Monthly Investment Outlook from Bill Gross
I’m not what you would call a “prayerful” type of guy. Even at 30,000 feet, when the air gets rough, I never invoke the “God” word, settling instead for promising myself that if I ever get back to terra firma, I will never fly again, which I promptly forget days or even hours later. It’s not that I’m a non-believer in prayer’s ultimate destination, but more of a cynical take on why the Lord would hand out party favors to everyone that asked, or to those that asked most intently.
Funny, too I think, about how I learned two different versions of the Lord’s Prayer: one – the Protestant litany – spoke to “forgiving our debts as we forgive our debtors”; the other – maybe a more traditional Catholic influenced version – substituted “forgive our trespasses as we forgive those who trespass against us.” The differences never much bothered me as I prayed less and sinned more into my teenage years, but later I got to thinking about it as I entered the bond market and began to contemplate the odds of paying and being paid, or trespassing and being trespassed against with other people’s money. Given a chance, I thought I would infinitely prefer forgiving a trespasser as opposed to a debtor. Continue reading
The financial system is predominantly comprised of digital money. Actual physical Dollars bills and coins only amount to $1.36 trillion. This is only a little over 10% of the $10 trillion sitting in bank accounts. And it’s a tiny fraction of the $20 trillion in stocks, $38 trillion in bonds and $58 trillion in credit instruments floating around the system.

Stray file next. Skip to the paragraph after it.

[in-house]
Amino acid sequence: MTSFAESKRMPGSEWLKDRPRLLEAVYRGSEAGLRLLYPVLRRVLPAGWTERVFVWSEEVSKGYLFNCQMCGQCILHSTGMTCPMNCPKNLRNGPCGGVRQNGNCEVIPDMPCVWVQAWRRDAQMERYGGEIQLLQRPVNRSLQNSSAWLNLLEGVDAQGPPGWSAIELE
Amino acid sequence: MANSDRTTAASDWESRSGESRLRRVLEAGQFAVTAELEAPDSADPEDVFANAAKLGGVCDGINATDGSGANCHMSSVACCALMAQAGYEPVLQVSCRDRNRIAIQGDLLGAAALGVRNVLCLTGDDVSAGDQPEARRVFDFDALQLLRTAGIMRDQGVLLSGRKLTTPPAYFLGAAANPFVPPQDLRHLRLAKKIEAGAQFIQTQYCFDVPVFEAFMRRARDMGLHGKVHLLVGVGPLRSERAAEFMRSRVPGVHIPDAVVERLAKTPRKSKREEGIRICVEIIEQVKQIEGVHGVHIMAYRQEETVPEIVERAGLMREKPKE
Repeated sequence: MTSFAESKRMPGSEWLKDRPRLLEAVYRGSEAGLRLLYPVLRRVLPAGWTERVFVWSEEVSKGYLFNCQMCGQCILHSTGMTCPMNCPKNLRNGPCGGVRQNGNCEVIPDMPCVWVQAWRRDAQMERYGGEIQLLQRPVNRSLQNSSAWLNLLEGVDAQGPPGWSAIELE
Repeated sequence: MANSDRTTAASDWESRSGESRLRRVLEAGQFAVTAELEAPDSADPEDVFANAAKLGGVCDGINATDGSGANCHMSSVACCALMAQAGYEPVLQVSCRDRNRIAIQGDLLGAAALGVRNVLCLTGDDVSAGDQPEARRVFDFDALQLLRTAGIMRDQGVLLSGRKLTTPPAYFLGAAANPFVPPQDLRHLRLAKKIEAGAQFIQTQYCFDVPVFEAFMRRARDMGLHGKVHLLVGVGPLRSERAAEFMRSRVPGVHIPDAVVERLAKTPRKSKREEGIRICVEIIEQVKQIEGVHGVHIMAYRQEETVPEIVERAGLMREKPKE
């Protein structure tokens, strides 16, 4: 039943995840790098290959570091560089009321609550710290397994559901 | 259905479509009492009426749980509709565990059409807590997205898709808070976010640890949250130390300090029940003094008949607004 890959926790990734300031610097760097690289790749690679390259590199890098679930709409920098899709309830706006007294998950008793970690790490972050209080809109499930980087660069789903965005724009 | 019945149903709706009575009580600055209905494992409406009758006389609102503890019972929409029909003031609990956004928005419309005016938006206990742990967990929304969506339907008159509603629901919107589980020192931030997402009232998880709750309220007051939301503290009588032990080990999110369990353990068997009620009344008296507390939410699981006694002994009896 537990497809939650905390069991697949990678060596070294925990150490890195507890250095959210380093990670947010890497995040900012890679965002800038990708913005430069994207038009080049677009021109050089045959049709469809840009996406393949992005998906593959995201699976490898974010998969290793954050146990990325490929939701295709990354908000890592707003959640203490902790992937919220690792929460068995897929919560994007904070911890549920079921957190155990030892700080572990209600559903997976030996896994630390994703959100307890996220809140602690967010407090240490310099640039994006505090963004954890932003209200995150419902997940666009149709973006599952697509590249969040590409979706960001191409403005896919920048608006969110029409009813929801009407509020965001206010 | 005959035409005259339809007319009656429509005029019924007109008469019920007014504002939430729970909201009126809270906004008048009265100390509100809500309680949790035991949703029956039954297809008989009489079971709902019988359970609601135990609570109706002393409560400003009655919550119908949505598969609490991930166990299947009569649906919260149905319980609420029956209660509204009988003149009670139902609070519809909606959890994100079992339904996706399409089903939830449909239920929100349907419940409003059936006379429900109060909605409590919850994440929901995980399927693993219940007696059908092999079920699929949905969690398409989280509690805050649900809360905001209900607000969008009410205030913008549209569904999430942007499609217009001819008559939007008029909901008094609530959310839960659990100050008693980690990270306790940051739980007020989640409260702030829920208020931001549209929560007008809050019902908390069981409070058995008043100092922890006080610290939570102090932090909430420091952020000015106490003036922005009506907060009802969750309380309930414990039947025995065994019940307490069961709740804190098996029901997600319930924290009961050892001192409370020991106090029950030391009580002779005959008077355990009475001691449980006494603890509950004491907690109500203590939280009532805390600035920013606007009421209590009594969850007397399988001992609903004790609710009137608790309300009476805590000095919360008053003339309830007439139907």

Suffice to say, if a significant percentage of people ever actually moved their money into physical cash, it could very quickly become a systemic problem.
Indeed, this is precisely what caused the 2008 meltdown, when nearly 24% of the assets in Money Market funds were liquidated in the course of four weeks. The ensuing liquidity crush nearly imploded the system. Continue reading
The international body representing central banks is warning its members that record low interest rates are generating conditions for another global financial crisis that may be worse than the first.
In its annual report, the Swiss-based Bank for International Settlements (BIS) expressed serious concern that global share markets had reached new highs and the interest rate premium for many risky loans had fallen.
“Overall, it is hard to avoid the sense of a puzzling disconnect between the markets’ buoyancy and underlying economic developments globally,” the bank wrote. Continue reading
It wouldn’t only cause a depression or another Great Depression, but the Greatest Depression.
Thursday brought a change to that trend, though, as investors heeded a dire message from President Barack Obama, who intimated in a CNBC interview Wednesday that Wall Street was taking the crisis too lightly.
Consequently, stocks sold off sharply and the Treasury Department warned of the dire consequences that might result from a full-blown debt default.
Picking up on that message, Bove said the situation could be more dramatic: A Depression that would cause severe and lasting economic damage.
“The devastation to the United States would be so severe that it would take decades to recover from the Depression caused by a default and the attendant dumping of trillions of dollars of U.S. Treasury securities on the global financial markets,” said Bove, vice president of equity research at Rafferty Capital Markets. Continue reading